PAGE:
“There are three kinds of magic: spoken magic, similar to chanting or shouting, movement magic, similar to martial arts kata, and written magic, which is made of spell maps imposed on skin or objects. There does exist anti-magic measures, which are dependent on the kind of magic being used. For spoken magic, anything that disrupts speech or sound can jam a spell. For movement magic, anything that restricts the necessary movement of the body (arm and leg movements, etc.). For written magic, contact has to be made with the written surface to jam it or break it.”

“Other rules:
1. Biological warfare is not allowed.
2. Healers must do everything in their power to keep enemy soldiers alive, as well as their own soldiers. In case of a conflict, friendly soldiers take precedence.
3. Psychological warfare is permitted.
4. Captured enemy soldiers must not be allowed to die, even after the battle is over. Their well-being is entirely entrusted to their captors, who are honor-bound to keep them alive.
5. Sieges are permissible, as is the capture of non-combatants. In the case of sieges, the attacking army may impose conditions upon a community that will result in eventual death—cutting off water and food supplies, etc. It is up to the community to survive or surrender.”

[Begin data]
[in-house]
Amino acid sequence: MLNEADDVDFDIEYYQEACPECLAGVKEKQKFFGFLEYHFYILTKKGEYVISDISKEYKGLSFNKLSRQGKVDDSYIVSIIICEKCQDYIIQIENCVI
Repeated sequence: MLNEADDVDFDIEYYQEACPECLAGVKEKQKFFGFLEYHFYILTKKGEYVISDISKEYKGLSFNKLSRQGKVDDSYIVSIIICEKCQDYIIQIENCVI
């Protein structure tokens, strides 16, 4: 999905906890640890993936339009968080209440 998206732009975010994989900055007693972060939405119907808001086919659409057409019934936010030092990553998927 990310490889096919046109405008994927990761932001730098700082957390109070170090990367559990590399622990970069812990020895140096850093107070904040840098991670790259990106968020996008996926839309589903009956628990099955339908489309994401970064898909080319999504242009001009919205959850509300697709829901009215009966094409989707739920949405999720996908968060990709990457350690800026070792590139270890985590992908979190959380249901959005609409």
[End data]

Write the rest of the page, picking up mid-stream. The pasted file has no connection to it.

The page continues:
“Since death is taboo, lethality is not permitted in warfare. Incapacitating an opponent through cunning or strength is mandated, with capturing an opponent being the ultimate goal. When enough units are incapacitated and captured, a victory is declared. With these conditions, individual bravery and recklessness (since there is no chance of death) is much more common than normal. Ransoms are paid to reclaim captured combatants, which enrich the capturing parties’ individual families and bring them prestige.”

“Armor, wrestling, blunt weapons, and physical strength (the ability to induce trauma on a body) are key components to normal warfare, with individuals attempting to incapacitate one another via melee being the main method. In addition to this, magic comes into play as safeguards and offensive tools: almost all mages and combatants have some kind of enchantment which limits physical or elemental harm, such as draw-redirect or targeting with ranged spells (without touch). To overcome these magical defenses, physical touch is required to make interface with another being, and hand-to-hand combat is highly prized as a final execution method to incapacitate an enemy.

All of this results in combatants and mages wearing extremely comprehensive, full-body armor and weaving heavy enchantments around themselves. Ranged attacks in general combat are generally meant to “jam” enemies’ enchantments and “soften” them for melee combat.’